Easily propagate elderberries with cuttings

Easily propagate elderberries with cuttings

In the summer, elderberry cuttings are very popular

During the summer the elder is at the zenith of its vitality. Anyone who takes the time to propagate the cuttings now receives excellent starting material. The optimal offshoot is half lignified, 10-15 centimeters long and has several leaf nodes. These sleeping eyes are easy to recognize as small bumps under the bark. Once you have selected all the cuttings, it continues as follows:

  • fill small pots with peat sand, perlite, coconut or potting soil (the main thing is low in nutrients)
  • defoliate each cutting in the lower half
  • Halve the leaves on the top half to save energy
  • Remove flowers and buds
  • Insert 1-2 cuttings each so that at least 1 sleeping eye is above the substrate
  • After pouring, put a plastic bag over it or put it in the mini greenhouse (€ 6.96 at Amazon *)

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The location is warm and protected without the cuttings getting under the blazing sun. While the rooting is taking place, the potting soil must never dry out. Contact between the hood and the runners is prevented by small wooden sticks that act as spacers. Propagation is successful when the young plants sprout fresh. The elderberries will be planted out next spring.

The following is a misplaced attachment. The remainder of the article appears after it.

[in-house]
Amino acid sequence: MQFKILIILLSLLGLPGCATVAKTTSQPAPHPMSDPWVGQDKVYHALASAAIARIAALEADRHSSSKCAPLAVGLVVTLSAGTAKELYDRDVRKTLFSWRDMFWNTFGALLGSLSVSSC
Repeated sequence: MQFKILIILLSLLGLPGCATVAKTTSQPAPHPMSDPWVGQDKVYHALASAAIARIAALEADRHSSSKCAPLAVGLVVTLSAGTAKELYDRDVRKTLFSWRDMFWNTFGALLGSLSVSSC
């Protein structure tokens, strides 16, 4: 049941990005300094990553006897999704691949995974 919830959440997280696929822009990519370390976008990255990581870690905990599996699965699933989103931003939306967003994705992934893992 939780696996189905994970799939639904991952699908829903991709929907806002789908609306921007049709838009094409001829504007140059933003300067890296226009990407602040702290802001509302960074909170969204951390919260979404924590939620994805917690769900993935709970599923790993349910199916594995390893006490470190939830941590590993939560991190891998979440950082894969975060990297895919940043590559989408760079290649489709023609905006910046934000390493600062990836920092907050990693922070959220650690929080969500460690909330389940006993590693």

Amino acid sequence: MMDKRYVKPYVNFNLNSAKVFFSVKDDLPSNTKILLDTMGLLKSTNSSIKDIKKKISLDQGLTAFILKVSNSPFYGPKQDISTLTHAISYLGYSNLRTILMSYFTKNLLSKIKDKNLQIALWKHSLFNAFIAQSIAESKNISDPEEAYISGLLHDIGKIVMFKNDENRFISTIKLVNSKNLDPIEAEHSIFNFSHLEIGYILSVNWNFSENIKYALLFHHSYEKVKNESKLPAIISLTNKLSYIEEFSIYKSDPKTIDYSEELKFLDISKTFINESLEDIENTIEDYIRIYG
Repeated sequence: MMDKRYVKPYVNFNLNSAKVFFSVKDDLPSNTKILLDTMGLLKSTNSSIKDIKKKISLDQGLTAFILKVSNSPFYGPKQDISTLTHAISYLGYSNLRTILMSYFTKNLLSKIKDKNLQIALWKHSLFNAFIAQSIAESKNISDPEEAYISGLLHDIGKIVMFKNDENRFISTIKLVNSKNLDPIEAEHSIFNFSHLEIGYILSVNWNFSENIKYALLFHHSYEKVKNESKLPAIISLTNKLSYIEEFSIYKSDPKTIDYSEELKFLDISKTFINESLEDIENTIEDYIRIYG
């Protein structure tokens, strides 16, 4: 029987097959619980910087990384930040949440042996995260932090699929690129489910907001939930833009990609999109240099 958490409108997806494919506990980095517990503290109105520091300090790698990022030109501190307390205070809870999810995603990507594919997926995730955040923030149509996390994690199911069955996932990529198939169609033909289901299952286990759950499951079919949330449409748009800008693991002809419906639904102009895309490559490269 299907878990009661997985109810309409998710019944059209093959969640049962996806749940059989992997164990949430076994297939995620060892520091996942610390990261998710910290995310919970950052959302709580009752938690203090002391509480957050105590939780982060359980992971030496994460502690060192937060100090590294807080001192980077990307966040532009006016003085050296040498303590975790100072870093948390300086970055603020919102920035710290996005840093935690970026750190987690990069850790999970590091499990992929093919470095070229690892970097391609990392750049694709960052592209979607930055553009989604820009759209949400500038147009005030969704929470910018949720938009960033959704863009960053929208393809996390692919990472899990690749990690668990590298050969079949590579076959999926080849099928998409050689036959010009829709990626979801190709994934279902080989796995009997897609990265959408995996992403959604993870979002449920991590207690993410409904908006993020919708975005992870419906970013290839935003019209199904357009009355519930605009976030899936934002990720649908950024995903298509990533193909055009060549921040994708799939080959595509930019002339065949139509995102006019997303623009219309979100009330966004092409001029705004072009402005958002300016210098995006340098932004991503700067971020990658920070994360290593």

Cuttings - the winter alternative to cuttings

The reproduction of elderberry is less complicated during the winter dormant vegetation. In this variant, woody, annual elder branches are used. They have long since shed their leaves, but still have several sleeping eyes. Since polarity is important here, cut the shoot tip straight and the lower end diagonally. So it goes on:

  • Cut each log to a length of 15-20 centimeters
  • Place three quarters in pots filled with moist peat sand or sand
  • the end of the branch, cut at an angle, points downwards

The cuttings are not watered or fertilized until the first shoots appear. The location is cool and dark to partially shaded. Only when the first leaflets appear do you start with a restrained water supply and place the offspring lighter and warmer. Until autumn, repot the young plants repeatedly in nutrient-rich substrate and then plant them out.

Tips & Tricks

Use willow water with natural growth hormones as irrigation water during propagation. Simply cut annual willow twigs into pieces, pour boiling water over them and let stand for 24 hours. Then sieve and use to moisten the substrate.